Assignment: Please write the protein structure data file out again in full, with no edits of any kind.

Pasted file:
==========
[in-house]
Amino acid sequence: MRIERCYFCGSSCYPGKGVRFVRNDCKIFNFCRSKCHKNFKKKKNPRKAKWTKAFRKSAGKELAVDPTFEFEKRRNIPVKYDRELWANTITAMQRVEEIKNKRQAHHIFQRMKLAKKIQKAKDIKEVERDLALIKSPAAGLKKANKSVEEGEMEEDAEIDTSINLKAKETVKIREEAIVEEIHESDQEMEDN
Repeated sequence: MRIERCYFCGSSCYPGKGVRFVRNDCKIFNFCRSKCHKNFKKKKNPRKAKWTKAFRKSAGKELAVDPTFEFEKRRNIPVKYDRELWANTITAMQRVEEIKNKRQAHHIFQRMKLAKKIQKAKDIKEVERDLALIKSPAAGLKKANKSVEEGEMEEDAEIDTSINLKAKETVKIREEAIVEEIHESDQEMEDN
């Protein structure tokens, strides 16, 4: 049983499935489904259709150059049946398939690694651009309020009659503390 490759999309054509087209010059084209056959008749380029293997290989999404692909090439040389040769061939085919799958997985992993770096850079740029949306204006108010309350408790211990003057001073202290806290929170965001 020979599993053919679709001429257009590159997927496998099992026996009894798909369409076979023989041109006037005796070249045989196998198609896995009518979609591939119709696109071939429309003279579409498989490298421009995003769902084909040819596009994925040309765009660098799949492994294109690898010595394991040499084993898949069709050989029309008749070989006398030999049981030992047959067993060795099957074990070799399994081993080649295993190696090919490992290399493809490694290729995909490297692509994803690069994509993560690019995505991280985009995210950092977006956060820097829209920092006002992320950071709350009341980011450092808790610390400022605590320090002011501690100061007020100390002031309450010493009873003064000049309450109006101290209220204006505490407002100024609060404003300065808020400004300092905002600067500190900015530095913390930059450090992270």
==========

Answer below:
[in-house]
Amino acid sequence: MRIERCYFCGSSCYPGKGVRFVRNDCKIFNFCRSKCHKNFKKKKNPRKAKWTKAFRKSAGKELAVDPTFEFEKRRNIPVKYDRELWANTITAMQRVEEIKNKRQAHHIFQRMKLAKKIQKAKDIKEVERDLALIKSPAAGLKKANKSVEEGEMEEDAEIDTSINLKAKETVKIREEAIVEEIHESDQEMEDN
Repeated sequence: MRIERCYFCGSSCYPGKGVRFVRNDCKIFNFCRSKCHKNFKKKKNPRKAKWTKAFRKSAGKELAVDPTFEFEKRRNIPVKYDRELWANTITAMQRVEEIKNKRQAHHIFQRMKLAKKIQKAKDIKEVERDLALIKSPAAGLKKANKSVEEGEMEEDAEIDTSINLKAKETVKIREEAIVEEIHESDQEMEDN
């Protein structure tokens, strides 16, 4: 049983499935489904259709150059049946398939690694651009309020009659503390 490759999309054509087209010059084209056959008749380029293997290989999404692909090439040389040769061939085919799958997985992993770096850079740029949306204006108010309350408790211990003057001073202290806290929170965001 020979599993053919679709001429257009590159997927496998099992026996009894798909369409076979023989041109006037005796070249045989196998198609896995009518979609591939119709696109071939429309003279579409498989490298421009995003769902084909040819596009994925040309765009660098799949492994294109690898010595394991040499084993898949069709050989029309008749070989006398030999049981030992047959067993060795099957074990070799399994081993080649295993190696090919490992290399493809490694290729995909490297692509994803690069994509993560690019995505991280985009995210950092977006956060820097829209920092006002992320950071709350009341980011450092808790610390400022605590320090002011501690100061007020100390002031309450010493009873003064000049309450109006101290209220204006505490407002100024609060404003300065808020400004300092905002600067500190900015530095913390930059450090992270």